Whenever a plan isn’t made — regardless of the scenario — is when people begin feeling insecure about where the relationship (or the possibility of one) is going. So if you like someone, make plans to see them again, otherwise you’re just playing games.


Email Etiquette: Jumping the Gun

by Tamar Caspi under JDate,Online Dating,Single Life

It’s easy to get excited once you start emailing with someone on JDate. You feel as though you’ve already jumped through so many hoops and passed so many tests (think of all the possible prospects out there that you DON’T end up emailing with and you’ll get what I mean). The problem with this excitement is that you don’t actually know the other person, and that anticipation builds with each email, and so do your expectations.

When you don’t get an email response within what you consider a timely manner, don’t freak out! Your match could have a deadline at work, or be tending to a sick family member, or helping a friend with an emergency. And if you catch your correspondent on JDate’s Instant Messenger and they don’t respond, don’t automatically consider it a rejection; you don’t know if they forgot to log out and aren’t even at their computer, or if they don’t have the time to properly respond so they don’t want to engage in conversation. Just send a message saying you’re sorry you missed them on IM and that you hope to catch up soon. Then wait for a reply with an explanation as to why they didn’t IM back. This is why I suggest using JDate’s email to make plans and then meet as soon as possible so there isn’t anything lost in translation.


Mixing Up Your Mileage

by Tamar Caspi under JDate,Judaism,Online Dating,Relationships,Single Life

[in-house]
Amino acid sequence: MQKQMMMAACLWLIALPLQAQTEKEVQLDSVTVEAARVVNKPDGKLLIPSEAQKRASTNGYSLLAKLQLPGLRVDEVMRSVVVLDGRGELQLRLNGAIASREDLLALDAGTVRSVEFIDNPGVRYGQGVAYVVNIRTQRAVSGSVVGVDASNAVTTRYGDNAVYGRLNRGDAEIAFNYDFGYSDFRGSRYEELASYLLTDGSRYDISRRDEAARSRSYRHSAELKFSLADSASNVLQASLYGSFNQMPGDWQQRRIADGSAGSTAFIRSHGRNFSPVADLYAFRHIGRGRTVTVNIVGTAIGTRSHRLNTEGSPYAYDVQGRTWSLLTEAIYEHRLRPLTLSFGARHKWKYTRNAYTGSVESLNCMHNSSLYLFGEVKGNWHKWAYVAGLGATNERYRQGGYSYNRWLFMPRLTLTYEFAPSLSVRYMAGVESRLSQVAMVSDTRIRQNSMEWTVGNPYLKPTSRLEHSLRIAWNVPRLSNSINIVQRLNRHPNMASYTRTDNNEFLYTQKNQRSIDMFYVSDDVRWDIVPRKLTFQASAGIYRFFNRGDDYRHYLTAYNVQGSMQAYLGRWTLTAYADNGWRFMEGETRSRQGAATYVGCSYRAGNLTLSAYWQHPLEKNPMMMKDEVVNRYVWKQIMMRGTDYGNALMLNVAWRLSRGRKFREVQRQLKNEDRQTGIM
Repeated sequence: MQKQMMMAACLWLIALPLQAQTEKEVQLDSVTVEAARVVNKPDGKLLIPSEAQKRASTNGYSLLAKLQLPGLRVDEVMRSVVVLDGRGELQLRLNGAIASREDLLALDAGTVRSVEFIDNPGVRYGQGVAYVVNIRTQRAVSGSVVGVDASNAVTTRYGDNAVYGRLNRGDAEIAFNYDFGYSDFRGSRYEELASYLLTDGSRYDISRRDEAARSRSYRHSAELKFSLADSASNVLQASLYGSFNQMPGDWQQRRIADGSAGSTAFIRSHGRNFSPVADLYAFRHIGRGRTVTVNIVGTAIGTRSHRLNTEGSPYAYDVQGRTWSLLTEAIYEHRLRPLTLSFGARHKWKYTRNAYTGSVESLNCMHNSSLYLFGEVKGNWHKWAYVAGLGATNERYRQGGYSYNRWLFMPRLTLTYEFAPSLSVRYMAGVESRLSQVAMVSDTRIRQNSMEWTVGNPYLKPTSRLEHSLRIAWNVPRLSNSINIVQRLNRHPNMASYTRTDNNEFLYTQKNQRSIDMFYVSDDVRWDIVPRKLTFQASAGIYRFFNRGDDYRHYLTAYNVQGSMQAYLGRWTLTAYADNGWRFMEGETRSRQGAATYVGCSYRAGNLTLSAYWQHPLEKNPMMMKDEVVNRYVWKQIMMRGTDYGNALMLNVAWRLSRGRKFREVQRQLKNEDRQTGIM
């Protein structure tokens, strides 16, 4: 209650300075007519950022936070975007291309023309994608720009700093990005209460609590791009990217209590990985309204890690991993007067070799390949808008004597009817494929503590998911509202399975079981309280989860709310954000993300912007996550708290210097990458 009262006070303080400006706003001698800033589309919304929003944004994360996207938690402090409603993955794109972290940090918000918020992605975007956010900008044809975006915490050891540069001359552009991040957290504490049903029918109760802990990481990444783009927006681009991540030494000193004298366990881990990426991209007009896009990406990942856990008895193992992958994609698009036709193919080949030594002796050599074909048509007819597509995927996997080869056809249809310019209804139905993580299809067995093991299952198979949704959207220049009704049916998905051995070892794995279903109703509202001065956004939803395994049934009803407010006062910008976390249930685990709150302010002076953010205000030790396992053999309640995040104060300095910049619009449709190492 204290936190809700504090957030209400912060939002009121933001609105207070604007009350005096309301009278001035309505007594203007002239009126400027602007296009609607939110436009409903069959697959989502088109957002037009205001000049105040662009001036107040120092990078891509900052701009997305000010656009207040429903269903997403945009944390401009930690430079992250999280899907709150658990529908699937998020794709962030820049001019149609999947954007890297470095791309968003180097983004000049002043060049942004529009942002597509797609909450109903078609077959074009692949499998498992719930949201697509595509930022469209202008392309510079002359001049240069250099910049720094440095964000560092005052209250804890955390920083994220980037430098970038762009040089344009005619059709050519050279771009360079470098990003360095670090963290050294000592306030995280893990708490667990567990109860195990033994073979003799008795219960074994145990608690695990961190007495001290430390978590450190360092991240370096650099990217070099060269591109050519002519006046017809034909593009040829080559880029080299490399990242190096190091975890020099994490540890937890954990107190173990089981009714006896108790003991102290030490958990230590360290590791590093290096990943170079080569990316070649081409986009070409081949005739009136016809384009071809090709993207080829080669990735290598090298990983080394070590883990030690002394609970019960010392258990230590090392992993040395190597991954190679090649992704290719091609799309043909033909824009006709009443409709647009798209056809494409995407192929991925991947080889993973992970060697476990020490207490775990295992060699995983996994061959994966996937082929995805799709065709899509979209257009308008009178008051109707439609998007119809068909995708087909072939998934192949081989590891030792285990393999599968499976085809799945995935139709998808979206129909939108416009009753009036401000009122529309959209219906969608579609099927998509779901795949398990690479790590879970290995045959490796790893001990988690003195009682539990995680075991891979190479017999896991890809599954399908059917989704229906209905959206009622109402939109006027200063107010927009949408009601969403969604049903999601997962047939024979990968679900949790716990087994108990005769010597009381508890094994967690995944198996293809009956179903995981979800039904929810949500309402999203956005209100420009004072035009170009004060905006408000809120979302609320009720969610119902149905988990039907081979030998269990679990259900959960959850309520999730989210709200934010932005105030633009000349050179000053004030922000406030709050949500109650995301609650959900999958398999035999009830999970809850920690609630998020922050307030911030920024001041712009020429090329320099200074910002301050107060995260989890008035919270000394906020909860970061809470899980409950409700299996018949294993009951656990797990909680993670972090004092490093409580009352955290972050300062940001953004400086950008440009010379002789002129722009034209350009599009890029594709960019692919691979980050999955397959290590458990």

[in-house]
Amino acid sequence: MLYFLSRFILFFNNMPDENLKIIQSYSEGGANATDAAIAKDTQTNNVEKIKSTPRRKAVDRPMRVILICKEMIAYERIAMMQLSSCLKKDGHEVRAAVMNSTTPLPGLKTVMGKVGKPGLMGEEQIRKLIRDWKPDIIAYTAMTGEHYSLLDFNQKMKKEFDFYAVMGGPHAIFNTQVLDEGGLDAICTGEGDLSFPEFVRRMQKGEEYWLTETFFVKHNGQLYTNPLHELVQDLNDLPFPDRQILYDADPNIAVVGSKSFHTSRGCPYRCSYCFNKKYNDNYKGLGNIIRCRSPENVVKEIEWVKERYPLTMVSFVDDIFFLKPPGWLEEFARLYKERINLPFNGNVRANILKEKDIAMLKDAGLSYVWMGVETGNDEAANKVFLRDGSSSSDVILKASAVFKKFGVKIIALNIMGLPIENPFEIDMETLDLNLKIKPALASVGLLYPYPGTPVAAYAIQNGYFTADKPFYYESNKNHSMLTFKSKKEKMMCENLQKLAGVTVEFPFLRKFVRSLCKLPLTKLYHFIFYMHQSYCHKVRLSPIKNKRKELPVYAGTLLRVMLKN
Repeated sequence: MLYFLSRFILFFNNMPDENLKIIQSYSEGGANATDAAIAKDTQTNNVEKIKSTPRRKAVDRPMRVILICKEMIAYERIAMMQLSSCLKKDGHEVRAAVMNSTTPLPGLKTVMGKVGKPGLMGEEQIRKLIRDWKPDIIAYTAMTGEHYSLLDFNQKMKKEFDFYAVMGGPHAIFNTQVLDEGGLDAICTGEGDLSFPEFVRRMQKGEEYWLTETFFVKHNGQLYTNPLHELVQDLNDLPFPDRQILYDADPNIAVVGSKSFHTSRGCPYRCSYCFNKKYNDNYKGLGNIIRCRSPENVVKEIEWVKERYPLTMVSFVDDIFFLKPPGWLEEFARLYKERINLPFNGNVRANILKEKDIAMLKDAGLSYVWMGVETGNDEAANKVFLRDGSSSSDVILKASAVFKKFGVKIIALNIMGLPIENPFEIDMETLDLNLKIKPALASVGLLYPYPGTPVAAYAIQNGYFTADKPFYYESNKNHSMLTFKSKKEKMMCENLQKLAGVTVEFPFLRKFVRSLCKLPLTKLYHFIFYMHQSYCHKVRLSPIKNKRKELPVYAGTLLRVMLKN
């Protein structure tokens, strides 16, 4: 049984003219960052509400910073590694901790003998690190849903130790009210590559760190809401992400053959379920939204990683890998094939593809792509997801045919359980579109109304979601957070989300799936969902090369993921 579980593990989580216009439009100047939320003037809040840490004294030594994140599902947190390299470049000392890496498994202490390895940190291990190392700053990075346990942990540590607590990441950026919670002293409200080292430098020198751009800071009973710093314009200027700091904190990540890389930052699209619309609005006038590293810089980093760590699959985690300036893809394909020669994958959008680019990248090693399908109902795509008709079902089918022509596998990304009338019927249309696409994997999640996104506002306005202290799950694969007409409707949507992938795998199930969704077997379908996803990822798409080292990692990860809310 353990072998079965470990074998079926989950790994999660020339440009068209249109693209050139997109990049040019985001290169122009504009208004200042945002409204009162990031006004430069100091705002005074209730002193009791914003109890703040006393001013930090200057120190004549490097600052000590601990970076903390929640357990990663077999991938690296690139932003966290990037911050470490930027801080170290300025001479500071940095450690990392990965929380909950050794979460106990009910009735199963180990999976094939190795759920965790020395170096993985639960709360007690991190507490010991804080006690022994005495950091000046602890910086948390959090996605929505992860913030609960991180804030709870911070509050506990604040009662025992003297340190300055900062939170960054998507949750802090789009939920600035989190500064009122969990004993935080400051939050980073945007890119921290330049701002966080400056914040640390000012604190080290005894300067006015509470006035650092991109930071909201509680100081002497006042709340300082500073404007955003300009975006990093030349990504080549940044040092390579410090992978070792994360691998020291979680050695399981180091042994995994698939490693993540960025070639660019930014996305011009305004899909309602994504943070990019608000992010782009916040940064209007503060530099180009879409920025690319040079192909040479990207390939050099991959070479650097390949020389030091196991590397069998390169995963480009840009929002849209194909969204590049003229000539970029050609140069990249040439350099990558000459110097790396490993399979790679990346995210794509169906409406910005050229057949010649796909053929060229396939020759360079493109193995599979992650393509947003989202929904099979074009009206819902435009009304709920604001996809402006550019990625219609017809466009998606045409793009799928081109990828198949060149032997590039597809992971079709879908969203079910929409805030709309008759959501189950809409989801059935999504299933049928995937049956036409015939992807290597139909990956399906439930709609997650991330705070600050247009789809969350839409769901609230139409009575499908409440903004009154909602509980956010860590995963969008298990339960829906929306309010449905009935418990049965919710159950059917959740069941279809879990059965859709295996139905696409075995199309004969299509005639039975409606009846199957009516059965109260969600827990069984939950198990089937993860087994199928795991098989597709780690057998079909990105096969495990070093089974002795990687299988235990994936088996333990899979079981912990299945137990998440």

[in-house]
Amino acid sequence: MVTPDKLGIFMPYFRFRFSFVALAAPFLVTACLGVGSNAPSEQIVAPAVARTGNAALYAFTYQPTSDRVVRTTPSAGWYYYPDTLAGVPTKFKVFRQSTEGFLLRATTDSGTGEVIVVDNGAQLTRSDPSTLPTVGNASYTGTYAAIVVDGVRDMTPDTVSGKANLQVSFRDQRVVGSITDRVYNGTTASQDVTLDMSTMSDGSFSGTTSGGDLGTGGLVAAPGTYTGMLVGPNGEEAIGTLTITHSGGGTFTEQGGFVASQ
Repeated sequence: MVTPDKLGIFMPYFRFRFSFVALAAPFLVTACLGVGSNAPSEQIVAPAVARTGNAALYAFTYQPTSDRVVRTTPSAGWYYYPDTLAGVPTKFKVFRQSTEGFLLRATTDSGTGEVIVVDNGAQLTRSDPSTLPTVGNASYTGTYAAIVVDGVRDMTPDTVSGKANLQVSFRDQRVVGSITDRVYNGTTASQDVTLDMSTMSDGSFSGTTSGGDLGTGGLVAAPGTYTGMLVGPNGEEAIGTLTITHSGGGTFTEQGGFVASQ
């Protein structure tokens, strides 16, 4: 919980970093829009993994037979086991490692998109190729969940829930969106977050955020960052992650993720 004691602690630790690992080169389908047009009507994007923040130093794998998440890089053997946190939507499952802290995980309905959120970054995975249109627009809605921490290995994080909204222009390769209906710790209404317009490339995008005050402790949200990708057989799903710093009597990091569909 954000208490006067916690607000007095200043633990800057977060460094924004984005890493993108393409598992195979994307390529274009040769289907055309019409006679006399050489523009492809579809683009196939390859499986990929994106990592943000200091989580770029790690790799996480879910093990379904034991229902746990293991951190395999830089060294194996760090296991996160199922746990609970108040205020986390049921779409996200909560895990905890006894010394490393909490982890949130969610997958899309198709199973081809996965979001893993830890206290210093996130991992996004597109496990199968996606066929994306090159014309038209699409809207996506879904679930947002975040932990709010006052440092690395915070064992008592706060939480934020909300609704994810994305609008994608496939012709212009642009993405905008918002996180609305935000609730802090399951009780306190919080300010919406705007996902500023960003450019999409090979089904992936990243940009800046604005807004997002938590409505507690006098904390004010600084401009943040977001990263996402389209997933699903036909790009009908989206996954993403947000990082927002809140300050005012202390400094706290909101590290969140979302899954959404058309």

One of the preferences JDate asks you about is “Located Within” a certain number of miles from your city. If you live in a large city then you can likely select “50 miles” and have many prospects to choose from. If you live in a smaller city or town, then you possibly need to expand your mileage to 100 miles. I strongly suggest you do this, even if you live in a rather large city. A friend of mine in Southern California is engaged to a man in Northern California — which seems far, but is just a short flight away. They make it work, most people wouldn’t have even bothered looking so far away.

On the other hand, if you live in a large city and can’t find anyone worthwhile, perhaps your other preferences are too strict? Are your standards too high? Is there something about you that you could work on to better attract the prospects in your mileage range? You can’t always point the finger at what you consider to be poor prospects, sometimes you have to look at yourself first. Then again, after playing Jewish Geography and finding out that you pretty much know everyone in your immediate area, then you shouldn’t hesitate to extend your parameters and perimeters.


Do You Have a Back-Up Plan?

by Tamar Caspi under JDate,News,Relationships,Single Life

According to a survey by the Daily Mail, half of all women have a back-up husband in place, just in case. This is not a new idea, but to think that 50% of women who are currently married have put more than a little thought into who they would marry next if their marriage didn’t work out, is astonishing!

I’d like to think that we marry someone because we believe we have found our soulmate, our other half, the one we can’t live without, the one who completes/complements us, and that even when things are tough, we don’t resort to thinking about who is still available should the marriage end. Alas, half of women do just that. I suppose it’s a type of coping mechanism to feel that you have other options should you find yourself single again. I did just that when I knew my marriage was irreparable, but I also came to a point where I knew I would be better off alone than in that marriage, and that’s when I had the confidence to leave. And then I started perusing JDate to see who was out there…